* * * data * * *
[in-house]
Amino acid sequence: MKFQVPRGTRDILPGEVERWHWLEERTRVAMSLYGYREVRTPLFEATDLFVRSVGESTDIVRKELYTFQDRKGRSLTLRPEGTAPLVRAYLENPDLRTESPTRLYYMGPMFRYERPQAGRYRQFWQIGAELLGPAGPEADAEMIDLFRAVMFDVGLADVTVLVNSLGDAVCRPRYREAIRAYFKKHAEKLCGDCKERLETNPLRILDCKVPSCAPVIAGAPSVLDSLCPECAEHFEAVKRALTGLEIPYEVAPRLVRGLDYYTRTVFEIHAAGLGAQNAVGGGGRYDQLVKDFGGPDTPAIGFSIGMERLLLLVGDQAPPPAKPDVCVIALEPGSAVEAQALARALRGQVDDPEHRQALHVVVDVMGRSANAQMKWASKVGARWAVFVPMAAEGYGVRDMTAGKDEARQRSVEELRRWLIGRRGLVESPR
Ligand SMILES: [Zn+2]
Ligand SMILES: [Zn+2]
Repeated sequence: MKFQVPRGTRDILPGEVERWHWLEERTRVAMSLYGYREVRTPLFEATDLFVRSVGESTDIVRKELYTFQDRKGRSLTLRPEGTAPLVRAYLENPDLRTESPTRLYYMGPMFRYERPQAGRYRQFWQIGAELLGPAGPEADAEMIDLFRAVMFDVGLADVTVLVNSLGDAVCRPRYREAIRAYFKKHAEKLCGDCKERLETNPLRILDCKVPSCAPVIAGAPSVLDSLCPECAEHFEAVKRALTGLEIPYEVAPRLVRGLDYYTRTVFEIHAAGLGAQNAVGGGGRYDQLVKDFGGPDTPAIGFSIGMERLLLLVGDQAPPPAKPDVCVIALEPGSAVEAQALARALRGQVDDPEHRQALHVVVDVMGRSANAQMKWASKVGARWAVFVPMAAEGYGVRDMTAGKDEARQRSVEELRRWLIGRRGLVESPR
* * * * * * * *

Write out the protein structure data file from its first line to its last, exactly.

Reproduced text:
[in-house]
Amino acid sequence: MKFQVPRGTRDILPGEVERWHWLEERTRVAMSLYGYREVRTPLFEATDLFVRSVGESTDIVRKELYTFQDRKGRSLTLRPEGTAPLVRAYLENPDLRTESPTRLYYMGPMFRYERPQAGRYRQFWQIGAELLGPAGPEADAEMIDLFRAVMFDVGLADVTVLVNSLGDAVCRPRYREAIRAYFKKHAEKLCGDCKERLETNPLRILDCKVPSCAPVIAGAPSVLDSLCPECAEHFEAVKRALTGLEIPYEVAPRLVRGLDYYTRTVFEIHAAGLGAQNAVGGGGRYDQLVKDFGGPDTPAIGFSIGMERLLLLVGDQAPPPAKPDVCVIALEPGSAVEAQALARALRGQVDDPEHRQALHVVVDVMGRSANAQMKWASKVGARWAVFVPMAAEGYGVRDMTAGKDEARQRSVEELRRWLIGRRGLVESPR
Ligand SMILES: [Zn+2]
Ligand SMILES: [Zn+2]
Repeated sequence: MKFQVPRGTRDILPGEVERWHWLEERTRVAMSLYGYREVRTPLFEATDLFVRSVGESTDIVRKELYTFQDRKGRSLTLRPEGTAPLVRAYLENPDLRTESPTRLYYMGPMFRYERPQAGRYRQFWQIGAELLGPAGPEADAEMIDLFRAVMFDVGLADVTVLVNSLGDAVCRPRYREAIRAYFKKHAEKLCGDCKERLETNPLRILDCKVPSCAPVIAGAPSVLDSLCPECAEHFEAVKRALTGLEIPYEVAPRLVRGLDYYTRTVFEIHAAGLGAQNAVGGGGRYDQLVKDFGGPDTPAIGFSIGMERLLLLVGDQAPPPAKPDVCVIALEPGSAVEAQALARALRGQVDDPEHRQALHVVVDVMGRSANAQMKWASKVGARWAVFVPMAAEGYGVRDMTAGKDEARQRSVEELRRWLIGRRGLVESPR